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Vince Staples & Noreaga Reflect On Rap History After Exchanging Disses

Vince Staples & Noreaga Reflect On Rap History After Exchanging Disses

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October 31st, 2015

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Vince Staples and Noreaga talked on the phone after exchanging words on Twitter.

Vince Staples lit up Twitter as people blasted him for his comments in a Time magazine interview about 1990s Rap. Staples exchanged words with some of the detractors on the social media site, but further explained his comments with Sway in the Morning.

“You saying that nobody else’s artform matter unless it’s in the ’90s? That’s corny,” he says. “‘Cause we all Black people trying to feed our families. You got a preference on which niggas you think need to be supported?…My whole thing was the comments of, ‘You wouldn’t be shit without ’90s Hip Hop. Nobody would know who you was.’ First off, I’m a man at the end of the day that gotta feed my family. That whole statement coming from mostly Black people is really the funniest thing about it to me ’cause it’s like I’d never wish harm or anything wrong against any Black person.”

Staples further explains that, being born in 1993, he didn’t listen to 1990s Rap because he was too young and his parents were trying to protect him from the street life that was portrayed in the music.

“I would hope any parents wouldn’t want their six-year-old child or younger listening to music that was carrying this kind of content that was carried in these groups that people is talking to,” he says. “My father went to prison for the majority of my life and my mother’s a full-fledged gangbanger. They was making sure I went to church. They was trying to keep me out of that. They didn’t want me to listen to people talk about shooting people and selling crack.”

On Twitter, Noreaga joined the conversation and questioned why Staples wasn’t showing respect to his predecessors. Staples says that the Queens, New York rapper spoke without hearing Staples’ original comments to Time.

“Nore called and apologized because he didn’t watch the interview,” Staples says. “When he watched the interview, he understood that it was no harm felt. He thought I was trying to be funny, when I told him my favorite Nore songs I’ve ever heard came in the 2000s but he said himself, his biggest hits he’s had came in the 2000s. People say ’90s Hip Hop artists as if Nas didn’t release music after the ’90s, Jay Z didn’t release music after the ’90s, which is disrespectful to them because they’ve been doing it for a very long time.”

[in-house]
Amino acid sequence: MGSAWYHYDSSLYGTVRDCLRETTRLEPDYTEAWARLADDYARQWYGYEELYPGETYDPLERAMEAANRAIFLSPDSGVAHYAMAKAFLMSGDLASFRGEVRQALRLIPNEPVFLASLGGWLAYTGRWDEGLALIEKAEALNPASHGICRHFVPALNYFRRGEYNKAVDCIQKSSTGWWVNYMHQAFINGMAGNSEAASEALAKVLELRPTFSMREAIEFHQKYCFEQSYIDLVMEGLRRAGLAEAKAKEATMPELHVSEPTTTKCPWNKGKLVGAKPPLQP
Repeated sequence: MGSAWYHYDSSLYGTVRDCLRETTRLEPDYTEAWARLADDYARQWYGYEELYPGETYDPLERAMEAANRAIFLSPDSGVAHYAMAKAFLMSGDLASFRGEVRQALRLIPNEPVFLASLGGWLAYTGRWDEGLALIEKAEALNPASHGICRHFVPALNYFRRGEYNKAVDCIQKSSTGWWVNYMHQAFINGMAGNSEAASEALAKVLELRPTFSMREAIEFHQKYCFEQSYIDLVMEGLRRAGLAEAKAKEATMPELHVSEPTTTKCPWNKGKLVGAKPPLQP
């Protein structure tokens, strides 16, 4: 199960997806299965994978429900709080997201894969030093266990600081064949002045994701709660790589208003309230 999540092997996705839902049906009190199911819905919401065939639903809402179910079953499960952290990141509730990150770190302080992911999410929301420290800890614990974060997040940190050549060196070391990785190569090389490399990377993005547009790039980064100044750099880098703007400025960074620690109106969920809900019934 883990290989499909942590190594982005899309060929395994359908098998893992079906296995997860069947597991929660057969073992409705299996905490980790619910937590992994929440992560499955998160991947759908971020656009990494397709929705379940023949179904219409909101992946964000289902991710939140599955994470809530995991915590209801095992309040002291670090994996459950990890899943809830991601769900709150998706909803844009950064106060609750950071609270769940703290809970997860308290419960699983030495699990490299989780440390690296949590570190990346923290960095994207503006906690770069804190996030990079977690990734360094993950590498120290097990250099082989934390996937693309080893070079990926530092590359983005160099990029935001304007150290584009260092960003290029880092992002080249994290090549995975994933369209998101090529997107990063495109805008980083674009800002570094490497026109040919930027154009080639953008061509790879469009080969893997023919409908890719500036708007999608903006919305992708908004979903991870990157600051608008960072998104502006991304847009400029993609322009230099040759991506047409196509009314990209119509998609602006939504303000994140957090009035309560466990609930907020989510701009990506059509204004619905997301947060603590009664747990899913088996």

Noreaga called into Sway in the Morning today (October 30) to share his side of the story.

“It was 100 percent a difference of opinion,” he says. “One thing you can’t argue with anybody is a person’s opinion. If you like Nike’s and I like adidas, there’s no way I’ma ever get you to cross over to my side.”

Noreaga Compares Rap From Different Eras

He compares the situation to him being a fan of Floyd Mayweather, but says to be fully educated in the sport, he has to appreciate the accomplishments of Muhammad Ali even though his glory days were before the 38-year-old rapper was born.

“I want to be a professional boxing fan,” he says, “so every time I had a greatest of all times conversation and I said Floyd Mayweather, a lot of people who are boxing professionals always look at me and say, ‘Man, you’re crazy’ and they reference Muhammad Ali. So what I wanted to do, was I wanted to have this greatest of all time conversation. So what I did was, I went back and I studied Muhammad Ali.”

He continues by comparing today’s mainstream Rap scene to classic Rap and how people appreciate it differently. He describes waking up and watching the boats on the marina outside his house.

“I counted 16 boats, 16 boats, all of which was White people and each one of them was either playing Fetty Wap or Future,” he says. “You think I look down on that? You think I say, ‘Naw, man, they should be playing Rakim?’ No dude I live in this time. I appreciate this music.”

Noreaga says that he is glad Staples is part of today’s music scene and is glad to serve as a mentor to him.

“I appreciate Vince Staples,” he says. “After listening to his music, he’s one of the guys that I want to lead in this new generation. I want him to be one of the leaders of this new school. I’m gonna support him….He won’t be 22 for the rest of his life, but guess what? Here’s the beauty part about it, I was 22 before. I understand his attitude. I understand his approach. I understand his feelings, so me being an elder, I feel like this should happen more.”

 

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